Another trigger is prolonged looking up, such as searching for something on a top shelf and not finding it immediately.  Or, I found looking up to be a trigger the first time, when I started cleaning the bathroom ceiling.  Whoa baby, that was a trip.  Hubby had to finish the job – reminds me of the story of a person describing to their doctor, “it hurts when I do this…,” and the doctor says, “then don’t do that.” No more cleaning ceilings for me, tee hee.  It’s the BPPV!

So, living with the threat of BPPV symptoms is about putting those mischievous crystals back into place so they can no longer lie to you about your movements.  But, as most offenders are, these little buggers can be cantankerous.  My crystals seem to want to jump off-sides at the least provocation, or  is it me that’s stubbornly refusing to embrace the joys of an aging, new normal.

Pregnestation & Self-Control

I’m writing this on the anniversary of my beautiful daughter’s birth, colloquially called her birthday, but also it was the awaited conclusion of my own pregnestation.  I coined this term through ardent study of the birth year, for my master’s degree, all those years ago.  I’m not sure it ever caught on in the literature – of course, I always thought it should.

I’m reminded of the cultural, social, or psychological (I don’t know which discipline explains it best) truism that most moms feel that those first baby gifts (some of the clothes, toys, books & accoutrements) are theirs, not their child’s.  Am I right?  That stuffed lamb, Dior onesie, zoo animal soft-as-butter diaper cover, stuffed lion rattle, miniature huarache shoes, “Who’s Your Daddy?” book, etc.  These are part of mom’s memory arsenal; part of her pregnestation, and of course equally a part of the life of that one whom we celebrate today.  Happy Birthday Eleni Miranda LeVan-Miller.

If anyone ever prepared more for the conception and pregnestation (pregnancy {mine} + gestation {hers}, with NEST in the middle – the experiences of both fetus and mother, combined), of a child and mother, I’d like to hear about her.  I don’t believe it’s a typical process for a mother-to-be, first time, at that, to study the pregnancy and birth year, academically, at the master’s level.  I studied hundreds of articles on midwifery, maternal/infant nutrition, prenatal psychology, & the physiology of pregnancy and birth in journals, books, & official documents related to the birth year and conducted interviews, most important to me, the one with my own mother.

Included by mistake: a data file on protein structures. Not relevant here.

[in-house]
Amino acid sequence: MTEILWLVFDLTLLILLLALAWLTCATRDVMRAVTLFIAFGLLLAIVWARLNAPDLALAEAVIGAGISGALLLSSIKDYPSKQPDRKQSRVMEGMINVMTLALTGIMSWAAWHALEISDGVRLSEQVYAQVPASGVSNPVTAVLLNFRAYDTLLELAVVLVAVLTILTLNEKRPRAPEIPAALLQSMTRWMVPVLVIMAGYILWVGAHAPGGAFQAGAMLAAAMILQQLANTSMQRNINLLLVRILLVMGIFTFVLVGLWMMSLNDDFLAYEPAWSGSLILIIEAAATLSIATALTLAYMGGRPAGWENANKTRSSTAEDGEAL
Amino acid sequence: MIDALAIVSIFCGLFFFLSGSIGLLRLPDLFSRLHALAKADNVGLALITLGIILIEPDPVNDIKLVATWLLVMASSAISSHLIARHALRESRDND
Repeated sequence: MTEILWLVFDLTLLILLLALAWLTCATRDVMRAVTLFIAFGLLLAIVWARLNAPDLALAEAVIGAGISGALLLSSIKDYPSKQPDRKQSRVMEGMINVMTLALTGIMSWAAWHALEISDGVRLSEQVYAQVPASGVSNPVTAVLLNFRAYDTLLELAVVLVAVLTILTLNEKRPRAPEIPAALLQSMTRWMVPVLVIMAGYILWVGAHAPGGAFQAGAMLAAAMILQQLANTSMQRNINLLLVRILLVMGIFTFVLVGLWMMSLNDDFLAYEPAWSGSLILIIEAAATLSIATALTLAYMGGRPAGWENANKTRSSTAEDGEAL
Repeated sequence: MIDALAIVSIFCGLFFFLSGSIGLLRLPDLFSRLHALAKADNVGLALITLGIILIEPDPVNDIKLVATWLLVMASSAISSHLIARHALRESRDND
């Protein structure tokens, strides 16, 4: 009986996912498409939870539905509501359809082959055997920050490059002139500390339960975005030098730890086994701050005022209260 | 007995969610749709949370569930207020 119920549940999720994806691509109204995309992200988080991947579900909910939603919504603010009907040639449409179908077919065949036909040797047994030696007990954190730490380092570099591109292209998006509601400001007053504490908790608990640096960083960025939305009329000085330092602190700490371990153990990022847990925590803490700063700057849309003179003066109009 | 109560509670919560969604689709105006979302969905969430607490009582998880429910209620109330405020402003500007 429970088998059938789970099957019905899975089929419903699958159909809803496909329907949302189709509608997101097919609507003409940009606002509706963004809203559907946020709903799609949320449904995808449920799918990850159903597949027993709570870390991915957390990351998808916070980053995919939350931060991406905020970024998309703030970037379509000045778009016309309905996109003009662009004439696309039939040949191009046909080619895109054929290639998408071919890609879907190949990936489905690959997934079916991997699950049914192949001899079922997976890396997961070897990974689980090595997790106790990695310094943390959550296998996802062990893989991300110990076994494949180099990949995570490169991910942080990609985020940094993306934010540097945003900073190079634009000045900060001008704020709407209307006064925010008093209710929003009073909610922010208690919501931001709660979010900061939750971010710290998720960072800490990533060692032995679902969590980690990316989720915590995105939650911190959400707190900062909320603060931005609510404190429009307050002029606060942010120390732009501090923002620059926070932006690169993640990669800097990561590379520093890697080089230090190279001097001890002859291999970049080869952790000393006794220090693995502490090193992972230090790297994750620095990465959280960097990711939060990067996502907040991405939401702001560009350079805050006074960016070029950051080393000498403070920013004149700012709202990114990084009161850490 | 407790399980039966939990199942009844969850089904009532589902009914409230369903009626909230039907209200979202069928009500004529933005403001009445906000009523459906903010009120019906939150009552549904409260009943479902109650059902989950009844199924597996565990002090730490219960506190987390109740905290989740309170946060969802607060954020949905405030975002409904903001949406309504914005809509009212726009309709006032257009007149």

My birth experience a short while after all the academic study, was a struggle between satisfaction with what I knew, and control over what I had no control over; a battle between holding on and letting go.  I’m reminded of the fruit of the Spirit: self control (Galatians 5:23), when I reminisce about our birth process.

I exercised every ounce of the self-control within me, like an Olympian.  I labored at home, and up and down our quiet street for over 24 hours with one or both of our midwives, my husband and sometimes my mother-in-law, with me.  They could testify that I only moaned gently on occasion and stood, swayed, and walked for miles throughout that very long day & rarely stopped to rest.  Even the police officer that happened by while we walked the pre-dawn neighborhood carrying a wine glass with grape juice inside it, to sustain me, fled pretty quickly (lol) with the confidence that I had everything under control.

I held on, fighting the good fight of self-control until it was clear as the light of day that our birth plan had to change and off to the hospital we fled.  With my husband’s help we ambulated to a hospital bed.  Soon I was aware that I had been hooked up to monitors, IVs, and among the beeping and commotion my midwife, Betty whispered to me that I should “let go now(tear drops hit the paper I’m writing on).

I had been controlling my breathing for more than a day and it was time to stop controlling this process and let it be; to let others take over for me.  Dr. Vanderslice, our friend from the college, and his team had arrived and it was determined, with preeclampsia now evident, that a C-section was in order.

It was no easy task, Herculean in fact, to make the sudden transition from an all natural, physiological, and well-planned birth plan to a spontaneously high-tech birth process.  Nor was it easy to see that the gift of self-control involves the exercise of grace or letting go of one’s will as mightily as it involves the fight to utilize our will to conquer our willy-nilly desires.

Selah, pause and think about that.

Eleni, we did it together; and what an outcome!:)